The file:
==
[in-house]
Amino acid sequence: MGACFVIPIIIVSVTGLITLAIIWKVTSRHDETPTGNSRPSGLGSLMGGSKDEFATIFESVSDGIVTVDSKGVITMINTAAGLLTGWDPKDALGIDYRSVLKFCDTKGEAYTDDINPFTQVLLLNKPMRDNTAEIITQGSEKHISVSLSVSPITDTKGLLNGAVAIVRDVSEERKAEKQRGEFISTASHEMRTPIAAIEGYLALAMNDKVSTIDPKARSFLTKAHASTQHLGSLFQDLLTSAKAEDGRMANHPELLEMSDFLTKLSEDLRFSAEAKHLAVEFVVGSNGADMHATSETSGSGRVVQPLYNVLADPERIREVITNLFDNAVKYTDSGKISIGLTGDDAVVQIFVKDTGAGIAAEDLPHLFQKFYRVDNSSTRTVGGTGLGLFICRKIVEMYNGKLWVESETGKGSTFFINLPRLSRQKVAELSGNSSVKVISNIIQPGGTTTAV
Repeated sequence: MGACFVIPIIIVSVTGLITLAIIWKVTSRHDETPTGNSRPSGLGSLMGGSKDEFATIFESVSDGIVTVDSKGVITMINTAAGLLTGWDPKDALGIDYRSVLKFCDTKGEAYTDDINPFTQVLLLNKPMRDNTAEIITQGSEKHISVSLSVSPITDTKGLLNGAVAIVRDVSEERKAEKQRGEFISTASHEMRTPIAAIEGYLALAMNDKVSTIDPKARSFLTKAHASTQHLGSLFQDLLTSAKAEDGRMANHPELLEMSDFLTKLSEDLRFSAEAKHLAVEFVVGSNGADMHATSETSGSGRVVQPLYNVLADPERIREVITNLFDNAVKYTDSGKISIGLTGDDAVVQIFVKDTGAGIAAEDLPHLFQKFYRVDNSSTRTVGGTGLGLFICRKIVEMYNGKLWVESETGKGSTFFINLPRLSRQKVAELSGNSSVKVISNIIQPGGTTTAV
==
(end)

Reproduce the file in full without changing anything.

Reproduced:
[in-house]
Amino acid sequence: MGACFVIPIIIVSVTGLITLAIIWKVTSRHDETPTGNSRPSGLGSLMGGSKDEFATIFESVSDGIVTVDSKGVITMINTAAGLLTGWDPKDALGIDYRSVLKFCDTKGEAYTDDINPFTQVLLLNKPMRDNTAEIITQGSEKHISVSLSVSPITDTKGLLNGAVAIVRDVSEERKAEKQRGEFISTASHEMRTPIAAIEGYLALAMNDKVSTIDPKARSFLTKAHASTQHLGSLFQDLLTSAKAEDGRMANHPELLEMSDFLTKLSEDLRFSAEAKHLAVEFVVGSNGADMHATSETSGSGRVVQPLYNVLADPERIREVITNLFDNAVKYTDSGKISIGLTGDDAVVQIFVKDTGAGIAAEDLPHLFQKFYRVDNSSTRTVGGTGLGLFICRKIVEMYNGKLWVESETGKGSTFFINLPRLSRQKVAELSGNSSVKVISNIIQPGGTTTAV
Repeated sequence: MGACFVIPIIIVSVTGLITLAIIWKVTSRHDETPTGNSRPSGLGSLMGGSKDEFATIFESVSDGIVTVDSKGVITMINTAAGLLTGWDPKDALGIDYRSVLKFCDTKGEAYTDDINPFTQVLLLNKPMRDNTAEIITQGSEKHISVSLSVSPITDTKGLLNGAVAIVRDVSEERKAEKQRGEFISTASHEMRTPIAAIEGYLALAMNDKVSTIDPKARSFLTKAHASTQHLGSLFQDLLTSAKAEDGRMANHPELLEMSDFLTKLSEDLRFSAEAKHLAVEFVVGSNGADMHATSETSGSGRVVQPLYNVLADPERIREVITNLFDNAVKYTDSGKISIGLTGDDAVVQIFVKDTGAGIAAEDLPHLFQKFYRVDNSSTRTVGGTGLGLFICRKIVEMYNGKLWVESETGKGSTFFINLPRLSRQKVAELSGNSSVKVISNIIQPGGTTTAV